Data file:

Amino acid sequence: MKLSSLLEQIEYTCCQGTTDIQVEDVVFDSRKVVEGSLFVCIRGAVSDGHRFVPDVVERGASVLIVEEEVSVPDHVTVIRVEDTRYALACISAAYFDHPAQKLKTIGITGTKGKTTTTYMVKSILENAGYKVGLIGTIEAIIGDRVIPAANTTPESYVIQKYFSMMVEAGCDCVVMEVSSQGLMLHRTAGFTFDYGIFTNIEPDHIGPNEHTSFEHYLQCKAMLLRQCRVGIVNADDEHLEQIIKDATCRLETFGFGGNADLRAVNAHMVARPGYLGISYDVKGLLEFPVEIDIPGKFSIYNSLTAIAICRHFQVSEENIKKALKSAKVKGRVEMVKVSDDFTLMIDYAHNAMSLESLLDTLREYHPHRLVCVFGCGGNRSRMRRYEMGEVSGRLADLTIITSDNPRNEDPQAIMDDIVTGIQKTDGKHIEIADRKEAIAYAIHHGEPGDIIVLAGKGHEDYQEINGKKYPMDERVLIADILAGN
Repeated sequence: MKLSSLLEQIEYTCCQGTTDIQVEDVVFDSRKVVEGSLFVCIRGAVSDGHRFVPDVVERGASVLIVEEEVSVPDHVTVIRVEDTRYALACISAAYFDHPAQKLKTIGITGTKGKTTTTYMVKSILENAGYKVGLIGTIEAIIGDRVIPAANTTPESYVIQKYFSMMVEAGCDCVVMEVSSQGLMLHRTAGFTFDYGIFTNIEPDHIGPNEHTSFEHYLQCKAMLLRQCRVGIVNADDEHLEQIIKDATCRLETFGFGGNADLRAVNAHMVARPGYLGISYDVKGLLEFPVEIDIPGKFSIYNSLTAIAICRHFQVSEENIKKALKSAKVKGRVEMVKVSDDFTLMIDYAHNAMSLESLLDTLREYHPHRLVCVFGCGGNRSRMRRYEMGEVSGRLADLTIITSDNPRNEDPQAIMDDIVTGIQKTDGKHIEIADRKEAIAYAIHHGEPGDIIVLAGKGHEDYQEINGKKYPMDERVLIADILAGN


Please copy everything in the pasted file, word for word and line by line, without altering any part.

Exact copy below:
Amino acid sequence: MKLSSLLEQIEYTCCQGTTDIQVEDVVFDSRKVVEGSLFVCIRGAVSDGHRFVPDVVERGASVLIVEEEVSVPDHVTVIRVEDTRYALACISAAYFDHPAQKLKTIGITGTKGKTTTTYMVKSILENAGYKVGLIGTIEAIIGDRVIPAANTTPESYVIQKYFSMMVEAGCDCVVMEVSSQGLMLHRTAGFTFDYGIFTNIEPDHIGPNEHTSFEHYLQCKAMLLRQCRVGIVNADDEHLEQIIKDATCRLETFGFGGNADLRAVNAHMVARPGYLGISYDVKGLLEFPVEIDIPGKFSIYNSLTAIAICRHFQVSEENIKKALKSAKVKGRVEMVKVSDDFTLMIDYAHNAMSLESLLDTLREYHPHRLVCVFGCGGNRSRMRRYEMGEVSGRLADLTIITSDNPRNEDPQAIMDDIVTGIQKTDGKHIEIADRKEAIAYAIHHGEPGDIIVLAGKGHEDYQEINGKKYPMDERVLIADILAGN
Repeated sequence: MKLSSLLEQIEYTCCQGTTDIQVEDVVFDSRKVVEGSLFVCIRGAVSDGHRFVPDVVERGASVLIVEEEVSVPDHVTVIRVEDTRYALACISAAYFDHPAQKLKTIGITGTKGKTTTTYMVKSILENAGYKVGLIGTIEAIIGDRVIPAANTTPESYVIQKYFSMMVEAGCDCVVMEVSSQGLMLHRTAGFTFDYGIFTNIEPDHIGPNEHTSFEHYLQCKAMLLRQCRVGIVNADDEHLEQIIKDATCRLETFGFGGNADLRAVNAHMVARPGYLGISYDVKGLLEFPVEIDIPGKFSIYNSLTAIAICRHFQVSEENIKKALKSAKVKGRVEMVKVSDDFTLMIDYAHNAMSLESLLDTLREYHPHRLVCVFGCGGNRSRMRRYEMGEVSGRLADLTIITSDNPRNEDPQAIMDDIVTGIQKTDGKHIEIADRKEAIAYAIHHGEPGDIIVLAGKGHEDYQEINGKKYPMDERVLIADILAGN